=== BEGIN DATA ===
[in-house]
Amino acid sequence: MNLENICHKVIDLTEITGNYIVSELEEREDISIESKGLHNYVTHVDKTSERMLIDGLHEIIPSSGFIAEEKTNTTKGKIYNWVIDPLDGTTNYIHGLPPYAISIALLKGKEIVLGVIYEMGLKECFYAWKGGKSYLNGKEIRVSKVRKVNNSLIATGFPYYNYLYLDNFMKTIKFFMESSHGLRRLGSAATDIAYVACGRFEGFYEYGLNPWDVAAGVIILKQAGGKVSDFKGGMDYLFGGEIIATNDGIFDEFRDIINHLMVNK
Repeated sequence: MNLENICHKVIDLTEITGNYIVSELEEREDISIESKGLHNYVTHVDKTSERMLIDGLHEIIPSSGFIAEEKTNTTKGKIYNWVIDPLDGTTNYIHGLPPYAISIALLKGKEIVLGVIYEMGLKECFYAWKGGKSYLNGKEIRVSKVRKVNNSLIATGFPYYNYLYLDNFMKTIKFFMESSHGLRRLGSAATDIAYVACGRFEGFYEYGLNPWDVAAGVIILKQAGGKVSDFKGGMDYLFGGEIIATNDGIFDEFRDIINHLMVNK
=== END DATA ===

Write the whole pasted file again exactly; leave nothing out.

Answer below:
[in-house]
Amino acid sequence: MNLENICHKVIDLTEITGNYIVSELEEREDISIESKGLHNYVTHVDKTSERMLIDGLHEIIPSSGFIAEEKTNTTKGKIYNWVIDPLDGTTNYIHGLPPYAISIALLKGKEIVLGVIYEMGLKECFYAWKGGKSYLNGKEIRVSKVRKVNNSLIATGFPYYNYLYLDNFMKTIKFFMESSHGLRRLGSAATDIAYVACGRFEGFYEYGLNPWDVAAGVIILKQAGGKVSDFKGGMDYLFGGEIIATNDGIFDEFRDIINHLMVNK
Repeated sequence: MNLENICHKVIDLTEITGNYIVSELEEREDISIESKGLHNYVTHVDKTSERMLIDGLHEIIPSSGFIAEEKTNTTKGKIYNWVIDPLDGTTNYIHGLPPYAISIALLKGKEIVLGVIYEMGLKECFYAWKGGKSYLNGKEIRVSKVRKVNNSLIATGFPYYNYLYLDNFMKTIKFFMESSHGLRRLGSAATDIAYVACGRFEGFYEYGLNPWDVAAGVIILKQAGGKVSDFKGGMDYLFGGEIIATNDGIFDEFRDIINHLMVNK